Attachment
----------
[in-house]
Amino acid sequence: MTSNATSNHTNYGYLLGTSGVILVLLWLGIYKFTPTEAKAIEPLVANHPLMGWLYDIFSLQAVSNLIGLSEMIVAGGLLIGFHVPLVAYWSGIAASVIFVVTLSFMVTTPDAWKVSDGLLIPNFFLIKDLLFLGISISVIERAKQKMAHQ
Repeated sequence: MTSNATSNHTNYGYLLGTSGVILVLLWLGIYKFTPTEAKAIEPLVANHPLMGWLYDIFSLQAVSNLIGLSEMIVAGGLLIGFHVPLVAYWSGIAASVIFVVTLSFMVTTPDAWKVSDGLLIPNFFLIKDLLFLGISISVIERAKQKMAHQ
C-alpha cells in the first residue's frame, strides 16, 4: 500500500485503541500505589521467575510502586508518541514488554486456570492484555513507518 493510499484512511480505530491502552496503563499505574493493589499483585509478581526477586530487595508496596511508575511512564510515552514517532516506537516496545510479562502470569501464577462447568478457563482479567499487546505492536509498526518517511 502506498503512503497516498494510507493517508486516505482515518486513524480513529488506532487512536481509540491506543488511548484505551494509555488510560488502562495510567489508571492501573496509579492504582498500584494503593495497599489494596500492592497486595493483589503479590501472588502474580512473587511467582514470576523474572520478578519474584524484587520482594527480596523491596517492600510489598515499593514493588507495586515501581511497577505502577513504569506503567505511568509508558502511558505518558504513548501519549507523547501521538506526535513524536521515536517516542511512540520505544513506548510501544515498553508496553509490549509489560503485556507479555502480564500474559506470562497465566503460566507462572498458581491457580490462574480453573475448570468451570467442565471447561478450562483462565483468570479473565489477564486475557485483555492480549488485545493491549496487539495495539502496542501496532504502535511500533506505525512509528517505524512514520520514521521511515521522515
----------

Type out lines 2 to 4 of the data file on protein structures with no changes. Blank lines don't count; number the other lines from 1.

Amino acid sequence: MTSNATSNHTNYGYLLGTSGVILVLLWLGIYKFTPTEAKAIEPLVANHPLMGWLYDIFSLQAVSNLIGLSEMIVAGGLLIGFHVPLVAYWSGIAASVIFVVTLSFMVTTPDAWKVSDGLLIPNFFLIKDLLFLGISISVIERAKQKMAHQ
Repeated sequence: MTSNATSNHTNYGYLLGTSGVILVLLWLGIYKFTPTEAKAIEPLVANHPLMGWLYDIFSLQAVSNLIGLSEMIVAGGLLIGFHVPLVAYWSGIAASVIFVVTLSFMVTTPDAWKVSDGLLIPNFFLIKDLLFLGISISVIERAKQKMAHQ
C-alpha cells in the first residue's frame, strides 16, 4: 500500500485503541500505589521467575510502586508518541514488554486456570492484555513507518 493510499484512511480505530491502552496503563499505574493493589499483585509478581526477586530487595508496596511508575511512564510515552514517532516506537516496545510479562502470569501464577462447568478457563482479567499487546505492536509498526518517511 502506498503512503497516498494510507493517508486516505482515518486513524480513529488506532487512536481509540491506543488511548484505551494509555488510560488502562495510567489508571492501573496509579492504582498500584494503593495497599489494596500492592497486595493483589503479590501472588502474580512473587511467582514470576523474572520478578519474584524484587520482594527480596523491596517492600510489598515499593514493588507495586515501581511497577505502577513504569506503567505511568509508558502511558505518558504513548501519549507523547501521538506526535513524536521515536517516542511512540520505544513506548510501544515498553508496553509490549509489560503485556507479555502480564500474559506470562497465566503460566507462572498458581491457580490462574480453573475448570468451570467442565471447561478450562483462565483468570479473565489477564486475557485483555492480549488485545493491549496487539495495539502496542501496532504502535511500533506505525512509528517505524512514520520514521521511515521522515